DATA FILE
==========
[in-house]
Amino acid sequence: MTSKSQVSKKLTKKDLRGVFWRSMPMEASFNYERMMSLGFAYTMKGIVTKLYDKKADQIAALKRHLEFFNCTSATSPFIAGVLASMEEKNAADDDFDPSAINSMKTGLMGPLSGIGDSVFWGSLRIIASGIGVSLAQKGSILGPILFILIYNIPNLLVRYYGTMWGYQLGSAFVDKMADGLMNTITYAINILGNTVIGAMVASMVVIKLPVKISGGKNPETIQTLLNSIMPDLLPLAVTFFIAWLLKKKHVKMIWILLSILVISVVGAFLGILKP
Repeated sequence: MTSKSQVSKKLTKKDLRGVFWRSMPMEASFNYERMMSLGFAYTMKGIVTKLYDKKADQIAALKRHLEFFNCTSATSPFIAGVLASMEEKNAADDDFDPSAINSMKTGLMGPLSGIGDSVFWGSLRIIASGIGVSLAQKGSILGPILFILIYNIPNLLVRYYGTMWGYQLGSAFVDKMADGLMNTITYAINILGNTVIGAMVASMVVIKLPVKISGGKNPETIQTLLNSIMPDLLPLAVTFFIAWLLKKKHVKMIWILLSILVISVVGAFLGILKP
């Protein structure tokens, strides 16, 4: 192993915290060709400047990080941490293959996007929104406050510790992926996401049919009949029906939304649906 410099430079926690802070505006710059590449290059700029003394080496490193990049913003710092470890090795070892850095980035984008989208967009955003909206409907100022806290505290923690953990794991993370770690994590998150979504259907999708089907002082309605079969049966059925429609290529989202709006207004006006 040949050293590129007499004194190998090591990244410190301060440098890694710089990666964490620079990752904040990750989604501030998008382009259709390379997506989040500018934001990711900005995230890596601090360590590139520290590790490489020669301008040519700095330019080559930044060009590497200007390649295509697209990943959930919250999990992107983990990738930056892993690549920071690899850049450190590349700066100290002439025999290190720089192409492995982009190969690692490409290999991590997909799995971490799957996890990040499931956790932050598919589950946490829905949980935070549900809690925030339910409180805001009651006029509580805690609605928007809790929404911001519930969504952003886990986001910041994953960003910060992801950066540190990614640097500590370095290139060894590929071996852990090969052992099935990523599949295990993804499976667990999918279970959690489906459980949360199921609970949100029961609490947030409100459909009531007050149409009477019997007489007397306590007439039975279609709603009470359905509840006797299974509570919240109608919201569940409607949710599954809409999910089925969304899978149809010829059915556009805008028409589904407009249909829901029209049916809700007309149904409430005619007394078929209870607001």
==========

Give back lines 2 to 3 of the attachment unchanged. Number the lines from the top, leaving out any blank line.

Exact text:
Amino acid sequence: MTSKSQVSKKLTKKDLRGVFWRSMPMEASFNYERMMSLGFAYTMKGIVTKLYDKKADQIAALKRHLEFFNCTSATSPFIAGVLASMEEKNAADDDFDPSAINSMKTGLMGPLSGIGDSVFWGSLRIIASGIGVSLAQKGSILGPILFILIYNIPNLLVRYYGTMWGYQLGSAFVDKMADGLMNTITYAINILGNTVIGAMVASMVVIKLPVKISGGKNPETIQTLLNSIMPDLLPLAVTFFIAWLLKKKHVKMIWILLSILVISVVGAFLGILKP
Repeated sequence: MTSKSQVSKKLTKKDLRGVFWRSMPMEASFNYERMMSLGFAYTMKGIVTKLYDKKADQIAALKRHLEFFNCTSATSPFIAGVLASMEEKNAADDDFDPSAINSMKTGLMGPLSGIGDSVFWGSLRIIASGIGVSLAQKGSILGPILFILIYNIPNLLVRYYGTMWGYQLGSAFVDKMADGLMNTITYAINILGNTVIGAMVASMVVIKLPVKISGGKNPETIQTLLNSIMPDLLPLAVTFFIAWLLKKKHVKMIWILLSILVISVVGAFLGILKP